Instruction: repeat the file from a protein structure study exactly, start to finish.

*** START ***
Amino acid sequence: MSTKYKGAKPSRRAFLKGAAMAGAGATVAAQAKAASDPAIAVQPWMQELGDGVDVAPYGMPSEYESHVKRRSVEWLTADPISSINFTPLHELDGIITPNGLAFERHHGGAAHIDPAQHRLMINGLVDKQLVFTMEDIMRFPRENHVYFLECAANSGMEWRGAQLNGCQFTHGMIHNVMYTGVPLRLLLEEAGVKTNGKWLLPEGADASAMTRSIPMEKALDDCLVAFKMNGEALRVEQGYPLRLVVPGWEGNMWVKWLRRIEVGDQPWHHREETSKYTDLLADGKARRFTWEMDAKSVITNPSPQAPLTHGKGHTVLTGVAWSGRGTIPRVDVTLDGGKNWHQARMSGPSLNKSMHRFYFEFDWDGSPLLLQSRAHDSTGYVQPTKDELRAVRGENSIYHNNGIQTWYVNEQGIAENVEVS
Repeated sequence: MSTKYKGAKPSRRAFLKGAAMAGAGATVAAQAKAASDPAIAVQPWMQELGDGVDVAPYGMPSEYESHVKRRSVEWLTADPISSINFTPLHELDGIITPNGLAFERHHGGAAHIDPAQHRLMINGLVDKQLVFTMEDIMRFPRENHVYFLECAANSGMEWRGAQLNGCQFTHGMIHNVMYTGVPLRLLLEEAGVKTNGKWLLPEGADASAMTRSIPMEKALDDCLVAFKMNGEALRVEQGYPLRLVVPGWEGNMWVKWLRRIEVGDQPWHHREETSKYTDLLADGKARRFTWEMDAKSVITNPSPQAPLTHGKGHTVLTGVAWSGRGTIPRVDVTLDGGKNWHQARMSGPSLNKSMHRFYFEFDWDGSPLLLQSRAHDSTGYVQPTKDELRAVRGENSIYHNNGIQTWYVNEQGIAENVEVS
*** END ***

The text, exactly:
Amino acid sequence: MSTKYKGAKPSRRAFLKGAAMAGAGATVAAQAKAASDPAIAVQPWMQELGDGVDVAPYGMPSEYESHVKRRSVEWLTADPISSINFTPLHELDGIITPNGLAFERHHGGAAHIDPAQHRLMINGLVDKQLVFTMEDIMRFPRENHVYFLECAANSGMEWRGAQLNGCQFTHGMIHNVMYTGVPLRLLLEEAGVKTNGKWLLPEGADASAMTRSIPMEKALDDCLVAFKMNGEALRVEQGYPLRLVVPGWEGNMWVKWLRRIEVGDQPWHHREETSKYTDLLADGKARRFTWEMDAKSVITNPSPQAPLTHGKGHTVLTGVAWSGRGTIPRVDVTLDGGKNWHQARMSGPSLNKSMHRFYFEFDWDGSPLLLQSRAHDSTGYVQPTKDELRAVRGENSIYHNNGIQTWYVNEQGIAENVEVS
Repeated sequence: MSTKYKGAKPSRRAFLKGAAMAGAGATVAAQAKAASDPAIAVQPWMQELGDGVDVAPYGMPSEYESHVKRRSVEWLTADPISSINFTPLHELDGIITPNGLAFERHHGGAAHIDPAQHRLMINGLVDKQLVFTMEDIMRFPRENHVYFLECAANSGMEWRGAQLNGCQFTHGMIHNVMYTGVPLRLLLEEAGVKTNGKWLLPEGADASAMTRSIPMEKALDDCLVAFKMNGEALRVEQGYPLRLVVPGWEGNMWVKWLRRIEVGDQPWHHREETSKYTDLLADGKARRFTWEMDAKSVITNPSPQAPLTHGKGHTVLTGVAWSGRGTIPRVDVTLDGGKNWHQARMSGPSLNKSMHRFYFEFDWDGSPLLLQSRAHDSTGYVQPTKDELRAVRGENSIYHNNGIQTWYVNEQGIAENVEVS